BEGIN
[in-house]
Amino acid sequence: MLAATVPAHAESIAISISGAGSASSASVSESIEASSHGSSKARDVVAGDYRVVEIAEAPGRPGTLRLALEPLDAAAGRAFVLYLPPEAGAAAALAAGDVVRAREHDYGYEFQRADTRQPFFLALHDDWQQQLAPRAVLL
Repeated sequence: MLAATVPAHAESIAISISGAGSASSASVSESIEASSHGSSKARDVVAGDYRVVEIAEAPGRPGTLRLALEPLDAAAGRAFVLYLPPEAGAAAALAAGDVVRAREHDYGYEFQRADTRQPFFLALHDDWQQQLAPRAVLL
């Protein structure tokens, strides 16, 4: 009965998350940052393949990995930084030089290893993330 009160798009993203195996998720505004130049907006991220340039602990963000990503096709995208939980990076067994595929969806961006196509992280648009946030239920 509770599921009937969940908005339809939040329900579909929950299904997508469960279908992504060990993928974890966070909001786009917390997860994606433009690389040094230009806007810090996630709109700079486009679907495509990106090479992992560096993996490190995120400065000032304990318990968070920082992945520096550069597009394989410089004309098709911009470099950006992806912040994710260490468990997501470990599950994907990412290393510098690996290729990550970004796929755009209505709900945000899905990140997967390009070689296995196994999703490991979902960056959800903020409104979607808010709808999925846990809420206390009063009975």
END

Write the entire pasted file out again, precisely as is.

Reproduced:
[in-house]
Amino acid sequence: MLAATVPAHAESIAISISGAGSASSASVSESIEASSHGSSKARDVVAGDYRVVEIAEAPGRPGTLRLALEPLDAAAGRAFVLYLPPEAGAAAALAAGDVVRAREHDYGYEFQRADTRQPFFLALHDDWQQQLAPRAVLL
Repeated sequence: MLAATVPAHAESIAISISGAGSASSASVSESIEASSHGSSKARDVVAGDYRVVEIAEAPGRPGTLRLALEPLDAAAGRAFVLYLPPEAGAAAALAAGDVVRAREHDYGYEFQRADTRQPFFLALHDDWQQQLAPRAVLL
């Protein structure tokens, strides 16, 4: 009965998350940052393949990995930084030089290893993330 009160798009993203195996998720505004130049907006991220340039602990963000990503096709995208939980990076067994595929969806961006196509992280648009946030239920 509770599921009937969940908005339809939040329900579909929950299904997508469960279908992504060990993928974890966070909001786009917390997860994606433009690389040094230009806007810090996630709109700079486009679907495509990106090479992992560096993996490190995120400065000032304990318990968070920082992945520096550069597009394989410089004309098709911009470099950006992806912040994710260490468990997501470990599950994907990412290393510098690996290729990550970004796929755009209505709900945000899905990140997967390009070689296995196994999703490991979902960056959800903020409104979607808010709808999925846990809420206390009063009975």